Though there will be more people in town to ski, the mitigation plan notes that both Howelsen Hill Ski Area and Steamboat Resort have stringent protocols in place requiring skiers to wear masks and social distance. It also points to local efforts like Save Our Season, which were organically created by community members and business owners to slow the spread of the virus.
The start of vaccine distribution and immunization locally, including the arrival of the Pfizer vaccine at UCHealth Yampa Valley Medical Center and the Moderna vaccine being received by the county Tuesday, is one of the new efforts cited in the mitigation plan. The county also has an ultra-cold fridge to store the Pfizer vaccine, allowing them flexibility about which vaccine can be used in Routt County.
The 5-Star program also is part of the mitigation program with plans to certify businesses even though the county is not eligible for any expanded capacity in level orange-plus. Melton said this will allow all businesses that get certified to enjoy the benefits of the program as soon as cases reach levels where they can be realized.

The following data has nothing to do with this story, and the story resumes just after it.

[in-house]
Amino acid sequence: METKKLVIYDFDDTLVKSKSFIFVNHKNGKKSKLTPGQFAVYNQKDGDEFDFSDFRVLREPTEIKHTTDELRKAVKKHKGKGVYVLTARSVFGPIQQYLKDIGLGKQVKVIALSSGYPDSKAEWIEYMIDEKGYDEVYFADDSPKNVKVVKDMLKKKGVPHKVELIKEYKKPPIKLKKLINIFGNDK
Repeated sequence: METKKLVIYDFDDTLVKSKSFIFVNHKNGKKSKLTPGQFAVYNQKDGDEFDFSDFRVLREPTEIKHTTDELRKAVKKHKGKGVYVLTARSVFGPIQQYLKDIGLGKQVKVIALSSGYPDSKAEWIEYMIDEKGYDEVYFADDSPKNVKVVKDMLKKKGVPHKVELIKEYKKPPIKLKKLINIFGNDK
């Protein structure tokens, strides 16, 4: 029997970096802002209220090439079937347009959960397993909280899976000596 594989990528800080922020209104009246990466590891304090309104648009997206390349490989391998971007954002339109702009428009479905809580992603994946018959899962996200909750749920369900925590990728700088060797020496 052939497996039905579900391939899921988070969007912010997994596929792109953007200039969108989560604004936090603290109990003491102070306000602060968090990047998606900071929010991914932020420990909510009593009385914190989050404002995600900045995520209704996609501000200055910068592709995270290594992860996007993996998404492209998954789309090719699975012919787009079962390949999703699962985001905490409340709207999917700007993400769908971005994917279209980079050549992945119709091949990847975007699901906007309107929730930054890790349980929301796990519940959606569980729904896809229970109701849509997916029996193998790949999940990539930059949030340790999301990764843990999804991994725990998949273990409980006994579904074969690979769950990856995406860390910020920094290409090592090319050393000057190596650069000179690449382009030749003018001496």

“It would address all businesses including restaurants, gyms, rec facilities and what not,” said County Attorney Erick Knaus. “That might cure the problem if we can get to those lower case counts, and, of course, we’re asking our citizens to help us out with that.”
The mitigation plan also outlines how the county plans to step up enforcement of local public health orders. Commissioners will discuss a revised order Wednesday after hearing from law enforcement officials that the language in the current order could be stronger to ensure more compliance. The changes are meant to make it easier for law enforcement to cite someone for violating a public health order.
County health officials have been seeing more cases in the 20- to 39-year-old demographic based on contact tracing. They also have seen many cases that can be attributed to household spread or from personal gatherings.
The county says they will continue to work with the district attorney to ensure that restrictions against personal gatherings are followed. Commissioners also said they wanted to put a focus on messaging around personal and social gatherings, even if they take place in restaurants.
Melton pointed out data shows Colorado “bucked the trend” of increasing cases after Thanksgiving, and people need to heed advice once again to prevent a spike in the next few weeks following the Christmas and New Year’s holidays.
“This lead is ours to lose, and I think that is true in Routt County,” Melton said. “The prevention of a Christmas and/or New Year’s spike is the most important thing that we can do in terms of allowing ourselves the space to get that vaccine distribution ramped up.”
To reach Dylan Anderson, call 970-871-4247 or email danderson@SteamboatPilot.com.
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The pandemic is wearing on a lot of people, especially frontline health care workers like Whittany Keating, a registered nurse at UCHealth Yampa Valley Medical Center in Steamboat Springs.